Freshwater Weekly: June 11, 2021
June 11, 2021
THIS WEEK: Bills Will Allow Sand and Gravel Mining Near Residential Areas + Scientists are Awarded $1 million to Fight Microplastics + Low Precipitation Contributes to Loss of 25 Trillion Gallons in Great Lakes + Federal Ban on PFAS in Food Packaging Introduced
Bills Will Allow Sand and Gravel Mining Near Residential Areas
Michigan Senate Minority Leader Jim Ananich, D-Flint, announced he has introduced new bills that would permit gravel companies to operate closer to residential areas and move the approval process of mining permits away from local governments to the Department of Environment, Great Lakes and Energy (EGLE). We fear the proposed legislation lacks strong language that would allow EGLE to deny a permit based on impact to water quality and other community concerns. Michigan residents please contact your representative to encourage them to vote no and allow communities the few protections they currently have around sand and gravel mining.
Scientists are Awarded $1 Million to Fight Microplastics
Where microplastics originate and how they travel will be the focus of a $1 million study by a group of Canadian universities. One component of the study is to identify microplastic’s fingerprints, allowing them to determine where they came from and more about how this pervasive pollution migrates.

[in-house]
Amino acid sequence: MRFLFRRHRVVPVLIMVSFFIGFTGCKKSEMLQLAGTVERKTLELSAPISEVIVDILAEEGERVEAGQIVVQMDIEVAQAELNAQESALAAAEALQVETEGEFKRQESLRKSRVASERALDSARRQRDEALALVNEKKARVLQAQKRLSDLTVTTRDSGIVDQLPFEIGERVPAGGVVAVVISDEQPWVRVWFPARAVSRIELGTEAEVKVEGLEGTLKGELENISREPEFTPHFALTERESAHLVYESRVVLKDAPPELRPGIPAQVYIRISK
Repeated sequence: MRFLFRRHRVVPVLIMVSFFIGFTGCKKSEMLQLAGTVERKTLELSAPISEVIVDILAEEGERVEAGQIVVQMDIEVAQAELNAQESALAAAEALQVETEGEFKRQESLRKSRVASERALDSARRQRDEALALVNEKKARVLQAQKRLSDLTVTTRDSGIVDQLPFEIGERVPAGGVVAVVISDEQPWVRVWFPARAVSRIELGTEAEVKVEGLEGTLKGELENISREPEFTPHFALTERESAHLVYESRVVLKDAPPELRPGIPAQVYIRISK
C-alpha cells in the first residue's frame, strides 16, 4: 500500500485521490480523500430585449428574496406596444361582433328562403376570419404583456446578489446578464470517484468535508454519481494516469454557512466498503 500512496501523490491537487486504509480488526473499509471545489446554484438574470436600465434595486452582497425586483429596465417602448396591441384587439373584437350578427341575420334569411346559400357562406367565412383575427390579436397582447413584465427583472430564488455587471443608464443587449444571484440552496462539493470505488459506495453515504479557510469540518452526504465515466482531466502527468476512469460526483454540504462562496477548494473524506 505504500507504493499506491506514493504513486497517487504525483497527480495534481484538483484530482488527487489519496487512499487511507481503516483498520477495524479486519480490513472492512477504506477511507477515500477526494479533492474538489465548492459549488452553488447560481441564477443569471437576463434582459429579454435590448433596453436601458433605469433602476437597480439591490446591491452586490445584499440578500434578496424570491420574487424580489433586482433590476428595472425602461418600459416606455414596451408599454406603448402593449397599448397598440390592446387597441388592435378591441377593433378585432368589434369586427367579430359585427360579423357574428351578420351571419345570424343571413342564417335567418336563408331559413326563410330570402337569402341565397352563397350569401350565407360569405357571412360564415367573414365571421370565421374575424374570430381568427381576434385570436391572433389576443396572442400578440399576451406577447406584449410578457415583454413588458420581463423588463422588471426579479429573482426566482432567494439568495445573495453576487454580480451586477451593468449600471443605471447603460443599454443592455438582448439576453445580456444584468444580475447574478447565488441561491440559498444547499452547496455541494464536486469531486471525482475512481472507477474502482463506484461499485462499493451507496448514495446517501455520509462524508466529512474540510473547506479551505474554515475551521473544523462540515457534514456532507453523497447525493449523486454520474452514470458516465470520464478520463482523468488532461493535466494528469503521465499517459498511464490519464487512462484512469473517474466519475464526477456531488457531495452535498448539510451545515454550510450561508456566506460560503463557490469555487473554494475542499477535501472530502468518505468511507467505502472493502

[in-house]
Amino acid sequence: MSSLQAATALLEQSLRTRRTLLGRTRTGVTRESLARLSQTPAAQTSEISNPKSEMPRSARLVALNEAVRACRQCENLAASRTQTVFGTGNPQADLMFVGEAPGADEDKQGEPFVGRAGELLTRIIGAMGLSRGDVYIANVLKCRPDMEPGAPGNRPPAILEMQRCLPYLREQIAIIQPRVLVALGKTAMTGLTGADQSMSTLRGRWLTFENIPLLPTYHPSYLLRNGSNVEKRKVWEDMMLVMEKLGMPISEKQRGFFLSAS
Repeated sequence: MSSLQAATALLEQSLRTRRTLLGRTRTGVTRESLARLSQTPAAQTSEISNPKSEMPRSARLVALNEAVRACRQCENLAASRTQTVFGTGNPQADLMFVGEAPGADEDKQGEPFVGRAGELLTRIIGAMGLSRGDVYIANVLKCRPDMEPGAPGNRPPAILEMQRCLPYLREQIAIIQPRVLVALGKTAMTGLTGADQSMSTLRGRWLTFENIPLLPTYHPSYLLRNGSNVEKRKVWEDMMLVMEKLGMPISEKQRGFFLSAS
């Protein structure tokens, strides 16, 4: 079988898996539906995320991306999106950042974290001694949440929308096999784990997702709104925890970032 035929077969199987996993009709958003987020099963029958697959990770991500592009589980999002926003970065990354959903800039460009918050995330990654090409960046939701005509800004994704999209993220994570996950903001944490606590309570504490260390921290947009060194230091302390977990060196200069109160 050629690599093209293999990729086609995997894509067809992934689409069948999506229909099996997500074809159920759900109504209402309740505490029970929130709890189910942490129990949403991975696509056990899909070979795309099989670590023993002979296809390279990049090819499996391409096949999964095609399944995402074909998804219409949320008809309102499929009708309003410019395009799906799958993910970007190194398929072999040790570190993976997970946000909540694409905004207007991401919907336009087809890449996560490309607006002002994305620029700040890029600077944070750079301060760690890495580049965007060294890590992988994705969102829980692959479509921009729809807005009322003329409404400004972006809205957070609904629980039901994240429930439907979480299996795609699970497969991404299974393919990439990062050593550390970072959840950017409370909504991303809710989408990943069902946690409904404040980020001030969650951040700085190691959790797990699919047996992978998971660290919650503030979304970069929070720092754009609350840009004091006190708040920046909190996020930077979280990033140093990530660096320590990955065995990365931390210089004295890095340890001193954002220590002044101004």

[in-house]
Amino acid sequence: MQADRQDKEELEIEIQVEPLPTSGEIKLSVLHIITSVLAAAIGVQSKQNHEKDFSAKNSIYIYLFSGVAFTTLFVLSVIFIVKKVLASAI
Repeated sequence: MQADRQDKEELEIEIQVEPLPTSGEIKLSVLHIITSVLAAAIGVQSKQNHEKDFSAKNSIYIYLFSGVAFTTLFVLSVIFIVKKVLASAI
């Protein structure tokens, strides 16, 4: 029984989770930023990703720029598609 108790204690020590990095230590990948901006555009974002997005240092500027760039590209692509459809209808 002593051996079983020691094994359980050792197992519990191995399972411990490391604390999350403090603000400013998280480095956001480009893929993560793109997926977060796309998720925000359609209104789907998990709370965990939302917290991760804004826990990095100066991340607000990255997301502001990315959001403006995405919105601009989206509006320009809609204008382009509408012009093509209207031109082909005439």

Low Precipitation Contributes to Loss of 25 Trillion Gallons in Great Lakes
After staggering high lake levels last year, there is a noticeable drop in lake water levels. Mainly due to below-average rain and snow, the Great Lakes lost 25 trillion gallons of water in one-year. Rivers connecting one Great Lake to another continue to have average flows whereas tributaries to the Great Lakes have greatly reduced flows. For example, the Detroit River has an average flow of 111% and the Grand River in Grand Rapids, a tributary to Lake Michigan, is at 48% flow. These wild swings are another symptom of climate change.
Federal Ban on PFAS in Food Packaging Introduced
One of the most direct ways people are exposed to the toxic chemicals called PFAS is in food packaging and water. Exposure to these chemicals builds in our body and can lead to a variety of health problems. A federal ban on the use of PFAS in food packaging may soon be introduced by Michigan Congresswoman, Debbie Dingell.